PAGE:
Yesterday the House Veterans Affairs Subcommittee on Oversight and Investigations held a hearing on the increase in drug theft and use at VA facilities. Both the VA’s inspector general (OIG) and Government Accountability Office (GAO) have raised concerns about VA’s lack of oversight on opioids and the susceptibility of mail-order prescriptions to theft. The hearings’ panel included representatives from the VA, OIG and GAO as well as the Chair of the Mayo Clinic’s Enterprise-wide Medication Diversion Prevention Committee.
Background checks and random drug testing are crucial. The GAO found recently that the Atlanta VA Medical Center failed to administer drug tests for a period of six months. Additionally, the Atlanta facility had a massive backlog of about 200 employee background checks that had yet to be completed. This lack of oversight is dangerous for a few reasons. One, by not administering a background check immediately and completely, the VA may be allowing those with drug-related histories into dangerous roles. Two, the VA will not know if employees are diverting drugs for their own use if they aren’t following drug-testing protocol.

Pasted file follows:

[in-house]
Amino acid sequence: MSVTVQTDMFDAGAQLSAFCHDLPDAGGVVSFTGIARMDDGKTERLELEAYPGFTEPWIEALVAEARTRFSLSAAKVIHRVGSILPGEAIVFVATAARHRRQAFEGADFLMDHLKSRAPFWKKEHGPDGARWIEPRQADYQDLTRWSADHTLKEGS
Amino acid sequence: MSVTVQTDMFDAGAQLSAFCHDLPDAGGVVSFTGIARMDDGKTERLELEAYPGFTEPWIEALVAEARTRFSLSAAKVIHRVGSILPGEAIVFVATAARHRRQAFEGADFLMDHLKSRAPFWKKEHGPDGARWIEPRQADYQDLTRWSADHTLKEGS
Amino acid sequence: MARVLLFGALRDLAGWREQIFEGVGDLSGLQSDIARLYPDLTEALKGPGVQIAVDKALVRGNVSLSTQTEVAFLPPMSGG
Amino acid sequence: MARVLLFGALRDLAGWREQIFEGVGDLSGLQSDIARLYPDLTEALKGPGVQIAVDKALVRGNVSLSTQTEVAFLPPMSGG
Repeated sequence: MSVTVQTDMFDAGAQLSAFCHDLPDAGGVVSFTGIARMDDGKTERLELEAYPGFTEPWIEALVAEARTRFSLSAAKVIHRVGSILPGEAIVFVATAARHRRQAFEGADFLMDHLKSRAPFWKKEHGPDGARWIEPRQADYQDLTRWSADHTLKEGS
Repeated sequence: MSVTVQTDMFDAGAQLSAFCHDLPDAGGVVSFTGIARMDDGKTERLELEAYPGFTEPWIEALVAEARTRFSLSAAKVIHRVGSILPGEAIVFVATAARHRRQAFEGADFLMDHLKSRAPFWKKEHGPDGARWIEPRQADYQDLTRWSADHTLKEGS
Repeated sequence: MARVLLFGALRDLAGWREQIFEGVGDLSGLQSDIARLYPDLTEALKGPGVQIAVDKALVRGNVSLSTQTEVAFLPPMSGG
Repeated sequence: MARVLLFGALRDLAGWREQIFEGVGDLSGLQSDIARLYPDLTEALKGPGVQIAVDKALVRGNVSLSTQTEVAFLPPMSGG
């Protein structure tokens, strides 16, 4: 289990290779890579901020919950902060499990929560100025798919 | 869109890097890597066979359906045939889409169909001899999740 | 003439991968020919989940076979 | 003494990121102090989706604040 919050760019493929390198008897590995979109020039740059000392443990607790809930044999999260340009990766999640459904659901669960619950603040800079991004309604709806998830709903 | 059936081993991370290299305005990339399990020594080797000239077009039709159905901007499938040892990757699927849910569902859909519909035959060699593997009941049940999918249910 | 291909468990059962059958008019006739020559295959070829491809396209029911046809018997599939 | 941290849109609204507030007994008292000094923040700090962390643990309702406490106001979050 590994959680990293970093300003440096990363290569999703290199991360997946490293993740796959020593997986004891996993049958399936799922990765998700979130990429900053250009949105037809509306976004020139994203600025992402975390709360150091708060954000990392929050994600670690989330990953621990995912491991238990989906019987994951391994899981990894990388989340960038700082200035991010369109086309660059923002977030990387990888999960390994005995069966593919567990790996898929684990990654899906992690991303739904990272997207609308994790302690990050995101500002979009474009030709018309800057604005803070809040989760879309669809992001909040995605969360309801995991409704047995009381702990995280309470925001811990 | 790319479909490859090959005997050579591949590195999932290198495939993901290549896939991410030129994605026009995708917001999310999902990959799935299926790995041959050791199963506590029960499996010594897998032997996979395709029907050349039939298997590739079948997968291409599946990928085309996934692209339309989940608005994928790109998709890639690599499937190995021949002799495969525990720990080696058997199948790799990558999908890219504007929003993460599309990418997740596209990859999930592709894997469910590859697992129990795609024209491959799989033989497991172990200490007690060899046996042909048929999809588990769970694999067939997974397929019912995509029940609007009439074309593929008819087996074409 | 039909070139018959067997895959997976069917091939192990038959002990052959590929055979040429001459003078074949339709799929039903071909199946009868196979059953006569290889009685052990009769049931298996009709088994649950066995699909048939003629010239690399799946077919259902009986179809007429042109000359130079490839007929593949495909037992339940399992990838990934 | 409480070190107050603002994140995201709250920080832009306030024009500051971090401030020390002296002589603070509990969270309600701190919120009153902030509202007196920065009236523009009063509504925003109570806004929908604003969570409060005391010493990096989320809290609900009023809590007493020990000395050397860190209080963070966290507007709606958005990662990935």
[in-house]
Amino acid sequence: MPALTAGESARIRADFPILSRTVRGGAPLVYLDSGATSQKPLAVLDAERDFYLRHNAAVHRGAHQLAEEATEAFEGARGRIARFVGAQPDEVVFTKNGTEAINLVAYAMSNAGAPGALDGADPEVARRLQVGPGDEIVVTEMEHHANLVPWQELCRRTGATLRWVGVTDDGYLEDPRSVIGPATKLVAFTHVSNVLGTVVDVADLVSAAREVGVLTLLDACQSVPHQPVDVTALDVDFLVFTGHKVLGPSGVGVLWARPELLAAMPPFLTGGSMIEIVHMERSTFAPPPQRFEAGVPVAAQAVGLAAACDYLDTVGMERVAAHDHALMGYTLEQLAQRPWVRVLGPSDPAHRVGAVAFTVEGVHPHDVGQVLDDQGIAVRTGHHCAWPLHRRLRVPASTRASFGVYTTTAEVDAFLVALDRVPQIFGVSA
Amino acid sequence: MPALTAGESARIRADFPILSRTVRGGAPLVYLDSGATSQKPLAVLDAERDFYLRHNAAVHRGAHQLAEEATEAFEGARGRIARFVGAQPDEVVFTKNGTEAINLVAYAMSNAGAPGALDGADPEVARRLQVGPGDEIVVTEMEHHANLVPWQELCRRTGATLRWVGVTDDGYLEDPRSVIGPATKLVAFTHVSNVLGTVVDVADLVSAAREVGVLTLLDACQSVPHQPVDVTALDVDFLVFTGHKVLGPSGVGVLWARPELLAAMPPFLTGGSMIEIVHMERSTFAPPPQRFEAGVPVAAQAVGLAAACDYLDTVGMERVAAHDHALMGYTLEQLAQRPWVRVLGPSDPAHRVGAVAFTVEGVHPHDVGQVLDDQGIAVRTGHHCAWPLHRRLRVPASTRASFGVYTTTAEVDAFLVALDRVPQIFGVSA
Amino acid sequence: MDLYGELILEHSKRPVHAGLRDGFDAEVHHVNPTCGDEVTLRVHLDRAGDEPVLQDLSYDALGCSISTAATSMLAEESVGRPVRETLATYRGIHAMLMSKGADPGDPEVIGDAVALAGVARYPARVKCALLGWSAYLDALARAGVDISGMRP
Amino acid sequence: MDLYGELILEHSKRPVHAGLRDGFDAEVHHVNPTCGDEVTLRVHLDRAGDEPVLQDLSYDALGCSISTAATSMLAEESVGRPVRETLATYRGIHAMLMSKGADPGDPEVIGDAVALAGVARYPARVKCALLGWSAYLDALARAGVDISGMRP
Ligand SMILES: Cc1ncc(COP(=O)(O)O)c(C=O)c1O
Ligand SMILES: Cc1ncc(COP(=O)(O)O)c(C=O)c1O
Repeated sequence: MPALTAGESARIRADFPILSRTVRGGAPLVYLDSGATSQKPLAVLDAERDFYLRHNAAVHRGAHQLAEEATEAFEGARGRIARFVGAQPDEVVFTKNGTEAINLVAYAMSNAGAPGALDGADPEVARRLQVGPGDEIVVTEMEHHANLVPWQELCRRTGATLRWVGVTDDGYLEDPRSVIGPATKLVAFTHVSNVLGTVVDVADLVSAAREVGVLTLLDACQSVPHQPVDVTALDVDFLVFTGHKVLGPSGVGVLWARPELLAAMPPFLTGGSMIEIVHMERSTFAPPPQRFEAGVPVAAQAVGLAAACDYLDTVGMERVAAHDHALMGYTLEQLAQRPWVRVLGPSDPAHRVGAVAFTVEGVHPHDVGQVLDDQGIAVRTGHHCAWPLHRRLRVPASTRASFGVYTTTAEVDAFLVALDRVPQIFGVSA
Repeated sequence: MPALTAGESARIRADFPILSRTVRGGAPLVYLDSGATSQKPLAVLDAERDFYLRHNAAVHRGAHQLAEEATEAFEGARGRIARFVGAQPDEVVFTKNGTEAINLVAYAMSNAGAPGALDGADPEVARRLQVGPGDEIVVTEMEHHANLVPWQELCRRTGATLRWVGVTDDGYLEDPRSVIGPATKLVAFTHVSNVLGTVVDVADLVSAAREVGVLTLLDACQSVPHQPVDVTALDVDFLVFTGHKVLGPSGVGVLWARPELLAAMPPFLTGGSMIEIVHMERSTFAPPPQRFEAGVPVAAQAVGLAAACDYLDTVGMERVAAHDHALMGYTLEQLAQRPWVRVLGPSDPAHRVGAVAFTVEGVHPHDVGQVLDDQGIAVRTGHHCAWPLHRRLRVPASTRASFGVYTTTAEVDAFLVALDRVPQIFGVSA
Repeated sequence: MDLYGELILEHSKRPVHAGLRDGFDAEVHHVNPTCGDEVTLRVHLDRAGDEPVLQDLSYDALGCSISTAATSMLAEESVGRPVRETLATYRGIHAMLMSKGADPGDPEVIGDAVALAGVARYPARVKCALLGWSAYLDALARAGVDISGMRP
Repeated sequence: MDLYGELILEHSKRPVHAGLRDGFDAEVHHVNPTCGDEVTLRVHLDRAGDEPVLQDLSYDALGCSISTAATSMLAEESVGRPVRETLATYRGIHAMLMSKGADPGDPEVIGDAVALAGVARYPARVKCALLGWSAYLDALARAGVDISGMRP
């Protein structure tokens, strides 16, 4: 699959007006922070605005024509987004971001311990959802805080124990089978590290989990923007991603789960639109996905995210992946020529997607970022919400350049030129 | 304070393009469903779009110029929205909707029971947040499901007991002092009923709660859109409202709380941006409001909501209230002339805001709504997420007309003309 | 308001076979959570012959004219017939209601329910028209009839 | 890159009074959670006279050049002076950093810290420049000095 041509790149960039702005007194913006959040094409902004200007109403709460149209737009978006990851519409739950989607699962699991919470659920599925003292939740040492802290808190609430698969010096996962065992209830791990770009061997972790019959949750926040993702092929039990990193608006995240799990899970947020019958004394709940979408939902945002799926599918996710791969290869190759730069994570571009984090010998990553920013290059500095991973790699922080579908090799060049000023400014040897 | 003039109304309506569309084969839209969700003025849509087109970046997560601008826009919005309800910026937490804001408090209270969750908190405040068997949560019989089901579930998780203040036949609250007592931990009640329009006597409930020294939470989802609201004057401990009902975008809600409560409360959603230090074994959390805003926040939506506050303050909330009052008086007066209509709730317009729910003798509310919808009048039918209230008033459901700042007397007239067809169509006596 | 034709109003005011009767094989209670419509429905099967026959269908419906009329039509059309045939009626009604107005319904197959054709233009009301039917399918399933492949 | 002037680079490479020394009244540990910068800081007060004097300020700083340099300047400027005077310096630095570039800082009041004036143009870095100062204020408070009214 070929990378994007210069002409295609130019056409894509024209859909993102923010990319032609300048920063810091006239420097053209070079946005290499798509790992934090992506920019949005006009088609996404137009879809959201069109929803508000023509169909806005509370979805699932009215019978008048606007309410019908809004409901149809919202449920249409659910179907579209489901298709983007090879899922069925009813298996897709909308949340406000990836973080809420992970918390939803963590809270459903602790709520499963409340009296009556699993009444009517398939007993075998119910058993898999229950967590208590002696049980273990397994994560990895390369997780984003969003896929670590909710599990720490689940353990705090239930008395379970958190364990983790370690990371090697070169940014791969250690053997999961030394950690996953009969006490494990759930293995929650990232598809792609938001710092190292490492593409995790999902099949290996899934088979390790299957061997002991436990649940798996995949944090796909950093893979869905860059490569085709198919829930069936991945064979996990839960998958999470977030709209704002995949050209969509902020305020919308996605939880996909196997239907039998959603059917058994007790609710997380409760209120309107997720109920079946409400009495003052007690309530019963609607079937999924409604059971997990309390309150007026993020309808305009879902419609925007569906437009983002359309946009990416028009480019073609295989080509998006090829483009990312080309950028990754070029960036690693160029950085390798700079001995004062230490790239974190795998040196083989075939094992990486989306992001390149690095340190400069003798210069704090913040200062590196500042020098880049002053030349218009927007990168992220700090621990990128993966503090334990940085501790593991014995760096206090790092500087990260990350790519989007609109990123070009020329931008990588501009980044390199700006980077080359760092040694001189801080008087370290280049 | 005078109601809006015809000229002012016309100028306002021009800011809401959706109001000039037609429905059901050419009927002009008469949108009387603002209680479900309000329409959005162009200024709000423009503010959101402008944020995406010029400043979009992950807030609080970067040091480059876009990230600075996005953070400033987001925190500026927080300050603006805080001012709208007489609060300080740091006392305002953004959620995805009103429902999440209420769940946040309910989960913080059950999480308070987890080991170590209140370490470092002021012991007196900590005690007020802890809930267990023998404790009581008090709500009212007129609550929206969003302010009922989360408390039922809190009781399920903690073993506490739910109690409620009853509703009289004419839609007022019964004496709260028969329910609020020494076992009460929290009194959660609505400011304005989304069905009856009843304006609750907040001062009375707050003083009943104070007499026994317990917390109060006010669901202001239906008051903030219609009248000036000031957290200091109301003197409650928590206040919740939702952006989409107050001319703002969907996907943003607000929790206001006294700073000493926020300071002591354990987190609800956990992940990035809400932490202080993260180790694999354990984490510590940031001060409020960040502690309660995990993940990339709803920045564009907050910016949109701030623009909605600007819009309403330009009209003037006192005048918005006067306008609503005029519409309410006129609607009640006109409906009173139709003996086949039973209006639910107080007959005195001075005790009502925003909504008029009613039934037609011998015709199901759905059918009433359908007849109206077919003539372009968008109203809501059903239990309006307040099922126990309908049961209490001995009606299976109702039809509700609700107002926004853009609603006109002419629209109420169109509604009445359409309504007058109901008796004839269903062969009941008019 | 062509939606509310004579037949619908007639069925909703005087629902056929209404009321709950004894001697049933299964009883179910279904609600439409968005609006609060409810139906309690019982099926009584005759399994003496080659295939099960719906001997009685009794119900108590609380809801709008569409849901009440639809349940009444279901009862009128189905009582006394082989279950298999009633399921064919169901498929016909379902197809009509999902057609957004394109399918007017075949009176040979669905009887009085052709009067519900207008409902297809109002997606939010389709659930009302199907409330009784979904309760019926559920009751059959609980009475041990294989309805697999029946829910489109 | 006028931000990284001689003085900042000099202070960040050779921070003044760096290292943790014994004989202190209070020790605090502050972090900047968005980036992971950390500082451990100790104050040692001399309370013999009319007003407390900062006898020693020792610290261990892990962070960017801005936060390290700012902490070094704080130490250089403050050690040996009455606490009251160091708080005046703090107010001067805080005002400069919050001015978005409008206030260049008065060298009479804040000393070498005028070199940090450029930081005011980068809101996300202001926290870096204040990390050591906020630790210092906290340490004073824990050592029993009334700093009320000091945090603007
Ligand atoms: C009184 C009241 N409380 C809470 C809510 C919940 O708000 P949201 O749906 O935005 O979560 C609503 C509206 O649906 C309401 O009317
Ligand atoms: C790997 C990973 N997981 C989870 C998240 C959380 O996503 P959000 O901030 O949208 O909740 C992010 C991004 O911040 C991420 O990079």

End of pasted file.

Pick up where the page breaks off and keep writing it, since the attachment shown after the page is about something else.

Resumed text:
As Dr. Berge of the Mayo Clinic stated, good policies aren’t enough, the procedures have to be “rigorously followed” to truly combat drug diversion. He continued that theft will occur when vulnerabilities are found in hospital drug procedure, so following drug policy is vital to closing those gaps.
Given the reported increase in drug theft and illegal use, it’s clear that opioid policy is not being properly followed. Stricter oversight is necessary for VA staff nationwide and accountability measures for staff who break protocol.